The Surprising Consistency Of NHL Player Safety

No matter who you talk to in the hockey world, everyone has their opinion of NHL Player Safety and how they work. Anytime they decide punishment, fans let their voices be heard.

More often than not, the voices we hear are from those who can’t stand the way the current system works.

Whether it’s “why didn’t player A get more games” or “why didn’t player B get suspended”, opinions of NHL Player Safety dominate social media when announced.

Are you sitting down? Yes? Good. Because I’m about to tell you something you will likely disagree with, and that’s alright. Despite what you think, NHL Player Safety has been surprisingly consistent with their decisions.

Is it perfect? No, far from it actually. New precedence comes in every now and again. It may look inconsistent to you, but in reality, the league tries to adapt to the current state of the game. I think we all can agree that some changes will benefit the league. But don’t confuse that for inconsistency. Take a look at this in-depth look at Player Safety in action.

It’s not nearly as bad as many of you think. No, the NHL is not “out to get your team” (yes, I am looking at you Blue Jackets fans). Fact is, the league doesn’t hate your team, nor are they trying to find every conceivable way to show favoritism to someone. The job of Player Safety is just that, to make the game safer for all players.

Player Safety has a set of standards in place. Anytime you watch one of their explanation videos, the format is generally the same. They name the players involved, the action in question, and explain their reasoning. Take a look at how they handled Raffi Torres’ 41-game suspension.

A review of recent suspensions actually shows how good a job they do, given how daunting and difficult a job it is. The question here is not whether we think punishment is severe enough. The question here is are they consistent with their decisions from situation-to-situation.

At least this season, the consistency is there. Need proof? I’m glad you asked. Let’s look at some recent suspensions.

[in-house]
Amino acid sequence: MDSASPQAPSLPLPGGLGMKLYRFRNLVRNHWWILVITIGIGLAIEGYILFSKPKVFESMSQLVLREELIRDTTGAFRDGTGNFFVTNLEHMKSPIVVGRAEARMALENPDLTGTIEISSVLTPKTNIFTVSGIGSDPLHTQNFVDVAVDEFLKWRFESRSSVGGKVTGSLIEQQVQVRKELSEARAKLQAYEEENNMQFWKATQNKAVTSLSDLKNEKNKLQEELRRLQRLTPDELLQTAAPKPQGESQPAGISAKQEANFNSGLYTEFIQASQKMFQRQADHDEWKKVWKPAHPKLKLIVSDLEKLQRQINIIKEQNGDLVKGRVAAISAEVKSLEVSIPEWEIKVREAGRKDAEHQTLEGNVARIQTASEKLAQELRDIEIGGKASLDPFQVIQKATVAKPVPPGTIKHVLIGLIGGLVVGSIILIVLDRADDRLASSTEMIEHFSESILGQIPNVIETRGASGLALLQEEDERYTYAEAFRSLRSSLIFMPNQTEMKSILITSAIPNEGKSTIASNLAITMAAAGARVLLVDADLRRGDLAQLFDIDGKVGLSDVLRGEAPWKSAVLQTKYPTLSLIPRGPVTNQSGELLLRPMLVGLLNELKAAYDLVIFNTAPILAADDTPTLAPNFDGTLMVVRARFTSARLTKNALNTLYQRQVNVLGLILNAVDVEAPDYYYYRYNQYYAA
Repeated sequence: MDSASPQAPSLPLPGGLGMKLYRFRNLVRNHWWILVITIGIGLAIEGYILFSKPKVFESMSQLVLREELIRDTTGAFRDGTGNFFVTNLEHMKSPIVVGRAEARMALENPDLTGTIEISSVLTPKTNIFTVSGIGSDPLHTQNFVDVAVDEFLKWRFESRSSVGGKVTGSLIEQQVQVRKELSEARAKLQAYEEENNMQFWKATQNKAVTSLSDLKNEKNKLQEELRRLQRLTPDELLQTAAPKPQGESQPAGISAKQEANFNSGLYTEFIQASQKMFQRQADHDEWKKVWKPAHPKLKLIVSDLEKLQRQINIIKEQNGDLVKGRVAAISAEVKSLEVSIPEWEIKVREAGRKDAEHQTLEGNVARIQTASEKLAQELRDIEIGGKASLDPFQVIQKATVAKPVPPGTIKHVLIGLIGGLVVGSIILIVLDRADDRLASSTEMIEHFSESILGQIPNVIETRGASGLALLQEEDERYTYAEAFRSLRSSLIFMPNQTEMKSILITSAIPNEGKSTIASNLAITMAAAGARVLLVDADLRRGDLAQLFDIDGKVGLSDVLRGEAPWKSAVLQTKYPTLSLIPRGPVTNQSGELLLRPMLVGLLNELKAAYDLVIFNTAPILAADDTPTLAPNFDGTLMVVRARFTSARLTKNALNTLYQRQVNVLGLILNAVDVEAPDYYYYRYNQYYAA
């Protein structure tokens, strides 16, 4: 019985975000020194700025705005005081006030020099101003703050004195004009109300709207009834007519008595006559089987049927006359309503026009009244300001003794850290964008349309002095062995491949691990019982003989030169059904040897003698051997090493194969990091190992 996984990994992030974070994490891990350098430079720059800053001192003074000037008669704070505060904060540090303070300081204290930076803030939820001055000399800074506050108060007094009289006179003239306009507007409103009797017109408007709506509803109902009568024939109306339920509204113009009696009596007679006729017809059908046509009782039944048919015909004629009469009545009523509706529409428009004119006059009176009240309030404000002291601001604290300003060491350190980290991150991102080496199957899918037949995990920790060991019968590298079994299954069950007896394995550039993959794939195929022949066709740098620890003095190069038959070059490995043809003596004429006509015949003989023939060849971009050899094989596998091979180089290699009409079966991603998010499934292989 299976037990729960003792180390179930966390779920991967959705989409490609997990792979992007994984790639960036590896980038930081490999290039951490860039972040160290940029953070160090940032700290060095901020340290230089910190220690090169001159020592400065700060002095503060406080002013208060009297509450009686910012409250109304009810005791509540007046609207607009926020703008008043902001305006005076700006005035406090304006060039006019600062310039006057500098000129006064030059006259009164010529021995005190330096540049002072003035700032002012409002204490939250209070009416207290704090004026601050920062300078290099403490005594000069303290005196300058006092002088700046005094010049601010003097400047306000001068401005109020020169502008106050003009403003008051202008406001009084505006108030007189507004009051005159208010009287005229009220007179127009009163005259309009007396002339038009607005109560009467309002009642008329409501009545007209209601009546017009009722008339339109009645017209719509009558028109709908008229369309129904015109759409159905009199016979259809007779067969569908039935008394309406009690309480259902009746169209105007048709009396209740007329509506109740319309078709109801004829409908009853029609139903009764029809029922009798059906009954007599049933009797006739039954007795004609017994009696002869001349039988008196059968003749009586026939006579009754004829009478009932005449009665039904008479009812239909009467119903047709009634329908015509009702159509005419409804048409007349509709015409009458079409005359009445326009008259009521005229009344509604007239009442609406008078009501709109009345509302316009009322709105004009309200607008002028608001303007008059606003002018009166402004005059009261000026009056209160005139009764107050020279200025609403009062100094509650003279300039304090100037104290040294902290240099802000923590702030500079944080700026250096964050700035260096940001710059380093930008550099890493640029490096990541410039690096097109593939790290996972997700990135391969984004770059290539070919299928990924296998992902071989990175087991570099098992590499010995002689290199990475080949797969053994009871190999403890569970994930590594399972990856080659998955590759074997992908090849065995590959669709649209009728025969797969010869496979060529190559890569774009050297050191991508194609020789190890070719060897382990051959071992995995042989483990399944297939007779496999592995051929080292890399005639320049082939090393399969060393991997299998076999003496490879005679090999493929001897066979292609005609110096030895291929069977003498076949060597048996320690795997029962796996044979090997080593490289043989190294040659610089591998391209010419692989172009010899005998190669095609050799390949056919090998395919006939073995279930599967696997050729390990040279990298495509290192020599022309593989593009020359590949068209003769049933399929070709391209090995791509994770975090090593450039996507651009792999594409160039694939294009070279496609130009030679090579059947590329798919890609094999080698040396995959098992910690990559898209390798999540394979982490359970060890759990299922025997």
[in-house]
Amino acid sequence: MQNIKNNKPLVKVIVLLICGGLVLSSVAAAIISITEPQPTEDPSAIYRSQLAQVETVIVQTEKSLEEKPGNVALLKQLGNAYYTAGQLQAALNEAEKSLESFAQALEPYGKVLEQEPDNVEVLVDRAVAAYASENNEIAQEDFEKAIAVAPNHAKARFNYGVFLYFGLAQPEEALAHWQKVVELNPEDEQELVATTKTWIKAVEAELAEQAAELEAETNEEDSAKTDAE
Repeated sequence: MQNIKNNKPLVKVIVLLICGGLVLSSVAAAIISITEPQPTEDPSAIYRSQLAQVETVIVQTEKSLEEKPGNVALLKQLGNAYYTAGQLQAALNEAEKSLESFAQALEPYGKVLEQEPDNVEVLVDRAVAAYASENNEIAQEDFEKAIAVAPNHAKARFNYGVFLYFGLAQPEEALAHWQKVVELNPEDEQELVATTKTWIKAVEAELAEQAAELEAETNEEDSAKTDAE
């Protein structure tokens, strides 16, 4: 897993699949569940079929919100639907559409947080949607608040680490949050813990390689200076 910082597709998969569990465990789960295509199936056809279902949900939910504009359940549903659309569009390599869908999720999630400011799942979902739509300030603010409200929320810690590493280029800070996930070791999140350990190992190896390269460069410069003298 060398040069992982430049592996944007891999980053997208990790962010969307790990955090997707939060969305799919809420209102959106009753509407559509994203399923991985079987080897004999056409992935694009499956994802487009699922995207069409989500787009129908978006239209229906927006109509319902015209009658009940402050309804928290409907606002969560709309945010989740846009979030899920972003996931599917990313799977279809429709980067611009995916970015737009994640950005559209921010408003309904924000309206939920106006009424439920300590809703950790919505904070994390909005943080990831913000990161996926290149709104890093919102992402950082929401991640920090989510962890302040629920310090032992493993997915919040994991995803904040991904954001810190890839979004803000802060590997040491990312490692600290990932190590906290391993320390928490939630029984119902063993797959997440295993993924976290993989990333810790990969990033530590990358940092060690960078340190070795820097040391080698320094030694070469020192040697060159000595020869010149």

Let’s start with the most recent announcement. Blue Jackets forward Jared Boll got four games for interference. Many in the hockey world saw this decision and immediately thought it was too severe.

This tweet illustrates what many think should happen. It wasn’t a head hit. Boll should get one or two games tops, but four? Really? There are important takeaways from this.

First, Boll is a repeat offender. He got a three-game suspension last year for an illegal check to the head. This factors in heavily to any punishment given. This is in the CBA.

Players who repeatedly violate league playing rules will be more severely punished for each new violation.

-NHL Collective Bargaining Agreement

Second, notice that it says “repeatedly violate league playing rules”. It doesn’t matter the infraction committed. If a player breaks a league rule, and is a repeat offender, Player Safety will punish more severely. It’s really simple and spelled out for us.

Boll’s interference penalty got him a five-minute major and game misconduct. Player Safety reviewed the play and deemed four games was enough. In their video, Player Safety said Boll’s hit was with “extreme lateness” and “predatory in nature”. It wasn’t a hit to the head, but it was a hit that could have been avoided.